More than 100 paintings from the 15th and 16th centuries, demonstrating wonderful artistic skill, technique and talent, from across artists in northern Europe, will be displayed at an exhibition at The Queen's Gallery in Buckingham Palace, sometime next month.

The art show - The Northern Renaissance: Dürer to Holbein - will feature some of the most sought-after artworks of some of the greatest artists of the Renaissance movement and be indicative of the period of revival of arts and culture. The show will run from 2 November to 14 April, 2013.

An official statement by the curators of the Royal Collection reads: "The 15th and 16th centuries were a time of dramatic change in Northern Europe. Monarchs vied for territorial power, religious reformers questioned the central tenets of the church and scholars sought greater understanding of their world. Against this backdrop, artists produced works of extraordinarily diverse subject matter and superb technical skill. This exhibition brings together over 100 works by the greatest Northern European artists of the period."

Prints and drawings by Albrecht Dürer and preparatory drawings by Hans Holbein the Younger are some of the highlights of the exhibition.

The works by Holbein, a noted German Renaissance artist, to be exhibited at The Queen's Gallery mainly include bust-length portraits of Renaissance humanists such as Desiderius Erasmus of the Netherlands, England's Sir Thomas More and his adoptive daughter Margaret Giggs and similar personalities. From the British royal lineage, a portrait drawing of Edward, Prince of Wales (1537-1553), later Edward VI, the son of Henry VIII, and a painted portrait of Thomas Howard, third Duke of Norfolk (1473-1554), also form a part of Holbein's exhibits.

Among other artworks on display will be mythological paintings by Lucas Cranach the Elder, another prominent German Renaissance painter, and several finished oil portraits of common people and personalities.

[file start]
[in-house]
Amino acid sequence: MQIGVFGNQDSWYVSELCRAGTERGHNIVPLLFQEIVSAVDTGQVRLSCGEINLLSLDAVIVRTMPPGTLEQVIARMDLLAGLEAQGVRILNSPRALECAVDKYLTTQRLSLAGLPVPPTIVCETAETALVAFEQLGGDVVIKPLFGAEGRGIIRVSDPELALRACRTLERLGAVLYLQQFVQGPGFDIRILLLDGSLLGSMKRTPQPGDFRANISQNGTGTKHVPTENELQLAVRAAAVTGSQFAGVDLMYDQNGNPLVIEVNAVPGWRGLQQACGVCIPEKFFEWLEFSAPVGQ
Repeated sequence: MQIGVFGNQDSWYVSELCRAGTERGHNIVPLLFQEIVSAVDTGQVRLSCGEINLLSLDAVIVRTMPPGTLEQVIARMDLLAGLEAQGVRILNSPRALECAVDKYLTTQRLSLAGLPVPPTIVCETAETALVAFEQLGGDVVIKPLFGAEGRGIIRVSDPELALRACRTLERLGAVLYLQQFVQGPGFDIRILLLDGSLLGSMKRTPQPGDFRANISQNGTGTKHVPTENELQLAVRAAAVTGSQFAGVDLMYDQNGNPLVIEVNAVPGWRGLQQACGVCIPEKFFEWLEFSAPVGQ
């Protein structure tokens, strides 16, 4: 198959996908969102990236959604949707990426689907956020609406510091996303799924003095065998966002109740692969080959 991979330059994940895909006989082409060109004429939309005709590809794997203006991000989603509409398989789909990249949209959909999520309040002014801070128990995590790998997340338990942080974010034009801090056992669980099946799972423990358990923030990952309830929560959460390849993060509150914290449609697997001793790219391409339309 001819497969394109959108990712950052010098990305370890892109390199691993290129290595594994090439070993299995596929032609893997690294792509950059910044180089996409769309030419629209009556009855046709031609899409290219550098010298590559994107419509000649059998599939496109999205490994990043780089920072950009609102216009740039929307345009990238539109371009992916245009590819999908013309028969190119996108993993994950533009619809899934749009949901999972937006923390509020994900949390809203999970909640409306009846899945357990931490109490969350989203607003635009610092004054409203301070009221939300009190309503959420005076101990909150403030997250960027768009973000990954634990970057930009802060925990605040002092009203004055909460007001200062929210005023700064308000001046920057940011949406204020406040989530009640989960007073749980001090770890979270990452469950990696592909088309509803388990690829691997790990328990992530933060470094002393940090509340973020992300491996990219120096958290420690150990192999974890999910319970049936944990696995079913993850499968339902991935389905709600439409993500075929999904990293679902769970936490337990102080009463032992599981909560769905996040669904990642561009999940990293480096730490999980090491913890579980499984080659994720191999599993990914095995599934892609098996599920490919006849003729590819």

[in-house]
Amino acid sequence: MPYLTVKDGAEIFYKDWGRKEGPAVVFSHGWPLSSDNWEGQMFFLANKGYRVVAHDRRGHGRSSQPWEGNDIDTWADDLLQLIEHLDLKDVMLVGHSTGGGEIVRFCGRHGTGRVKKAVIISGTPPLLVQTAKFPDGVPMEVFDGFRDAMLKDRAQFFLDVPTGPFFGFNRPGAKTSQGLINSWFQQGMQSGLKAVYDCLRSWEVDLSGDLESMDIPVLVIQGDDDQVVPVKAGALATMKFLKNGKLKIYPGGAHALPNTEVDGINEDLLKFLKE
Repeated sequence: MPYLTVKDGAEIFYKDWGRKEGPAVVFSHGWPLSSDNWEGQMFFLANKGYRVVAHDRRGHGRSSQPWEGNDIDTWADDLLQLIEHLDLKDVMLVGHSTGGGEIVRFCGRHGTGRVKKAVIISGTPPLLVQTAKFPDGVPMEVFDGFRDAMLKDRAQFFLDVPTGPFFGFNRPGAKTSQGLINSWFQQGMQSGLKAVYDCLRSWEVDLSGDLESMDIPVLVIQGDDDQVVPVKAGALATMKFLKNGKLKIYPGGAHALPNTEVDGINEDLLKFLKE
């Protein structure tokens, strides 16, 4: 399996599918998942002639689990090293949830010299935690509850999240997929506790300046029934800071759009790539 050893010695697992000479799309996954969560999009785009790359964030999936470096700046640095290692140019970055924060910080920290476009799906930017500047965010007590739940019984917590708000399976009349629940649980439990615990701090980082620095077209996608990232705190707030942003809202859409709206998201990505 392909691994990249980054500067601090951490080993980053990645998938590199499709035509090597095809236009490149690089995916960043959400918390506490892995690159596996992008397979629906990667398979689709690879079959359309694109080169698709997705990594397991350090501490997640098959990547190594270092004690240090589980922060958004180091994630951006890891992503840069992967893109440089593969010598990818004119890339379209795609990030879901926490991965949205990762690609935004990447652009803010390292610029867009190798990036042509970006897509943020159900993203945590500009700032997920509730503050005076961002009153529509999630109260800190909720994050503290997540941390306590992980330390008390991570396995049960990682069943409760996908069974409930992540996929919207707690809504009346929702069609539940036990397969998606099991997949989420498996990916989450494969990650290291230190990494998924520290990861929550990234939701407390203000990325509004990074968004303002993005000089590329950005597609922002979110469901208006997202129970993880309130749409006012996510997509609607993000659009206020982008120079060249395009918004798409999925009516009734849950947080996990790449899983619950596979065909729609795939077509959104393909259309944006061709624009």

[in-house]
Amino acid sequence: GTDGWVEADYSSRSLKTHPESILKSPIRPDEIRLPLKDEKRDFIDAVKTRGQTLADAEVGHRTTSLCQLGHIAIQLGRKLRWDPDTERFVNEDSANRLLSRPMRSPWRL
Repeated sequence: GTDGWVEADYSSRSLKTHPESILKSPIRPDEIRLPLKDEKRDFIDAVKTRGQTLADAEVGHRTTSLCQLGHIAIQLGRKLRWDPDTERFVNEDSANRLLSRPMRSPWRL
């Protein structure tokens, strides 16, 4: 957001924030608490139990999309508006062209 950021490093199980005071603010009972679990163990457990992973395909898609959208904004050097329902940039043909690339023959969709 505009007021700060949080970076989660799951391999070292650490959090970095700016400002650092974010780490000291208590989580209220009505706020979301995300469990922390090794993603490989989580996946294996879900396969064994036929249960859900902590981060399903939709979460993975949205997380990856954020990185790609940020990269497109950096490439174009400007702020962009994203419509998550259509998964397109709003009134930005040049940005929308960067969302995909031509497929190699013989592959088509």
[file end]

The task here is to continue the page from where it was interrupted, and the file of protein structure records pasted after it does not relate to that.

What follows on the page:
Renaissance paintings apart, The Queen's Gallery exhibition will also showcase arms and armour, including two sets of battlefield armour belonging to the mid-sixteenth century and used by former kings of England. These are a pair of steel arm harness of Henry VIII (1509-1547) and a round, iron parade shield overlaid with silver and gold, acquired by King George III (1738-1820).

Catch a glimpse of some of these exhibits that will go on show at The Queen's Gallery...

Pietà by Gerard David shows Christ’s mother contemplating and supporting the lifeless body of her son.Royal Collection
Painted portraits of Desiderius Erasmus (L) and Thomas Howard, created by Hans Holbein the Younger.Royal Collection
Drawing portraits of Sir Thomas More (R) and her adoptive daughter Margaret Giggs, created by Hans Holbein the Younger.Royal Collection
A mid-sixteenth century parade shield (L) acquired by George III, King of the United Kingdom (1738-1820) and a pair of symmetrical Field Spaudlers and Vambraces of Henry VIII on show at The Queen's Gallery.Royal Collection
Jonah Under His Gourd by Marten van HeemskerckRoyal Collection
The Four Last Things by Marten van Heemskerck depict death, judgement, eternal life, and hell.Royal Collection
Virgin and Child with Saints by a disciple of of Hugo van der Goes shows the Virgin and Child seated on a low wall in a garden, while surrounded by five female saints – Catherine, Ursula, Agnes, Margaret and Barbara.Royal Collection
The Holy Family, a drawing by Albrecht Dürer, shows Virgin, seated on a grassy bench, holding the Christ Child up to her face while Joseph sleeps on the ground beside them.Royal Collection
Apollo and Diana by Lucas Cranach the Elder shows the sun god Apollo and his twin sister Diana or Artemis, goddess of the moon, archery and hunting.Royal Collection